This year’s behemoth of a game, another end to a trilogy that also started in this generation, is finally here; if there’s a more widely anticipated game coming this year, I’m not aware of it. Many familiar faces return, some just for cameo appearances, others for something more substantial, but it’ll be a short reunion, as the singular theme that runs throughout is that this is a bleak, do-or-die, last ditch effort finale.
The Reapers have arrived, there are lots of them, and they’re not messing around. If you’re just joining the Mass Effect show (firstly, go pick up Mass Effect 2, it’s fantastic, maybe even Mass Effect 1), the Reapers are an advanced machine race who wipe out all advanced life in the universe every 50,000 years or so. Commander Shepherd, the protagonist, has managed to put off the early arrival of them for the last two games, but they won’t be denied this time, and Earth is the first to fall.
From the outset, Shepherd is on Earth, having turned himself in to the Alliance forces after his stint with Cerberus to stop the Collectors. Caught in a weird limbo between being a celebrated hero and being dishonourably discharged for being AWOL and consorting with known terrorists, Shepherd is locked up, but when the seat of power gets too hot because of an enormous invasion force, Shepherd is sent spaceward, to find as many allies as possible, to combat the menace.
The premise is straight forward enough, and there’s a good sense of bleak desperation permeating the world this time around. Occasionally the activities you find yourself doing may seem at odds with the urgency of the situation, rather like stopping for a snack when you’re an hour late for work, as Shepherd catches up with some old friends or finds some relics for some merchant, but it’s probably just as well, given how crushingly depressing a galactic crisis of this magnitude would be without some relief peppering it.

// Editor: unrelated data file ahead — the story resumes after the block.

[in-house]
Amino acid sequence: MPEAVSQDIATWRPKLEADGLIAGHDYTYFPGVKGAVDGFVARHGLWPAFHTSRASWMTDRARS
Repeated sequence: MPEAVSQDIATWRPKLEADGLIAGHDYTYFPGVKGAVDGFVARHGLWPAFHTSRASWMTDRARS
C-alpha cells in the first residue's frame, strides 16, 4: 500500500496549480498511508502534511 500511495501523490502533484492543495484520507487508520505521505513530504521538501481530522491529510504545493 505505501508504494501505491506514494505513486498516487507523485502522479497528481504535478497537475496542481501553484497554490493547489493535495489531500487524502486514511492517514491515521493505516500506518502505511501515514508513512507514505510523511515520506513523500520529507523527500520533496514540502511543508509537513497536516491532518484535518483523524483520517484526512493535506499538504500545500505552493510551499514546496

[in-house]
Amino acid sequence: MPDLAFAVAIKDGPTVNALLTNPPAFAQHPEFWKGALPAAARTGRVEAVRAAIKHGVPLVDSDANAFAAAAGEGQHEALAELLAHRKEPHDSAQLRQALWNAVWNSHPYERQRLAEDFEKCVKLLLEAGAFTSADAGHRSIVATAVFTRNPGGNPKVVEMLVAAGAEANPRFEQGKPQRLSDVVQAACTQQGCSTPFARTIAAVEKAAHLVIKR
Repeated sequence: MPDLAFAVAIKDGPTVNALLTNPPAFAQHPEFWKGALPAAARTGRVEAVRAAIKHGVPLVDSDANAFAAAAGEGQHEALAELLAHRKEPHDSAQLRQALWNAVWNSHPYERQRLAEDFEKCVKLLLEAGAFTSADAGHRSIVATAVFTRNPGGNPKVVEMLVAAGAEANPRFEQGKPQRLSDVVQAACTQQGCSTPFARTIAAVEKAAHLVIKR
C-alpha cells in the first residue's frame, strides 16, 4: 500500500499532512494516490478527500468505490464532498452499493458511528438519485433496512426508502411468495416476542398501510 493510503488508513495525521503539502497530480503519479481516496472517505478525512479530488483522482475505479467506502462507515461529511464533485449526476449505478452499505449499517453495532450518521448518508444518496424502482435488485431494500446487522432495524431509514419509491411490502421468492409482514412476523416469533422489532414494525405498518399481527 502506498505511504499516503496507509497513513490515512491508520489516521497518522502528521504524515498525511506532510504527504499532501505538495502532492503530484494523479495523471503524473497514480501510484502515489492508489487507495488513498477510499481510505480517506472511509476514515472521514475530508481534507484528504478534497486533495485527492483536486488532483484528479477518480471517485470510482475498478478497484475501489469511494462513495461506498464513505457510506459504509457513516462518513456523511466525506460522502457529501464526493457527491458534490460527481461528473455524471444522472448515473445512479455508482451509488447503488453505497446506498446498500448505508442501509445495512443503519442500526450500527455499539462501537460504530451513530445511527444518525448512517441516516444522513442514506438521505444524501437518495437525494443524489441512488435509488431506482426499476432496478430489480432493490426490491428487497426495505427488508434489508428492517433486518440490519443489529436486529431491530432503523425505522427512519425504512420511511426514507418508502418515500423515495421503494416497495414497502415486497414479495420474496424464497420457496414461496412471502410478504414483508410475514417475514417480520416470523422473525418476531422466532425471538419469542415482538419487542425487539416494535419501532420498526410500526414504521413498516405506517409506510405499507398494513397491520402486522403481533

The action is pretty solid, though I wouldn’t call it ‘best in class’ any more, but playing it right after Syndicate will probably leave most games lacking more than a little. There’s more depth of customisability now, not just with you powers and how they’re upgraded, but with weapons and how they’re upgraded, and how your selection interacts with your powers, as the amount of weaponry weighing you down will now negatively impact your cooldown time for powers recharging. A lot of the same mechanics from ME2 return, health, shields, armour, biotic barriers, and the various ammo types and attacks which will be effective or ineffective accordingly. New enemies enter the fray, though, with Cerberus guardians which carry heavily armoured shields in front of them, large heavy units that you’ll want to keep at a distance and some other nasty additions to compliment them. Subtle changes, like the cranial explosion that you can get with the perfect headshots now, have been made throughout the combat, but there’s a much larger and ambitious addition to the action that is actually surprisingly great. Multiplayer
Mass Effect 3 now features four player online coop, with waves of enemies to take out. In amongst every few waves, an objective may be laid out to discourage players from simply playing it safe, if they want to rack up the points. Not that the AI and enemy’s capabilities are so feeble as to make cheap play an easy, lazy option. Enemies will lay down smoke screens, snipe, send in heavy units, and even have sneaky wretched enemies to rush in and melee you if you’re not careful. The progression works via a kind of ‘card’ system, packs of which can be purchased with earned points, or real money. These cards unlock weapons, one time use items, modifications, and class-race combos. It’s considerably expansive and has the entertainment value of many, many hours.
One of the most exciting features of the whole Mass Effect series, is the ability to import your previous game’s save file and carry on with the outcome from that game affecting the new one. Mass Effect 2 had a lot of ways for your companions to no make it, and ME1 had some rather integral plot points which will continue to hold. If someone died on the suicide mission in ME2, it likely doesn’t lock content out from you experiencing it in #3, but it will make for a less memorable sequence when they’re not in it. There’s a quite a few joyful reunions and more than a typical games worth of heart-wrenching circumstances which I dare not elaborate on further.
Without delving into the controversy surrounding the outrage over the ending, I will say that I found it to be adequate. It was always going to be a bittersweet moment at best, testament to the craftsmanship that went into creating the Mass Effect universe, and particularly the characters within, it’s difficult, too difficult, to say goodbye.
The (Brief) Bottom Line: It’s a predictably fantastic experience. It’s a must for fans, and enough of a reason to badger non-fans to start playing from Mass Effect 1.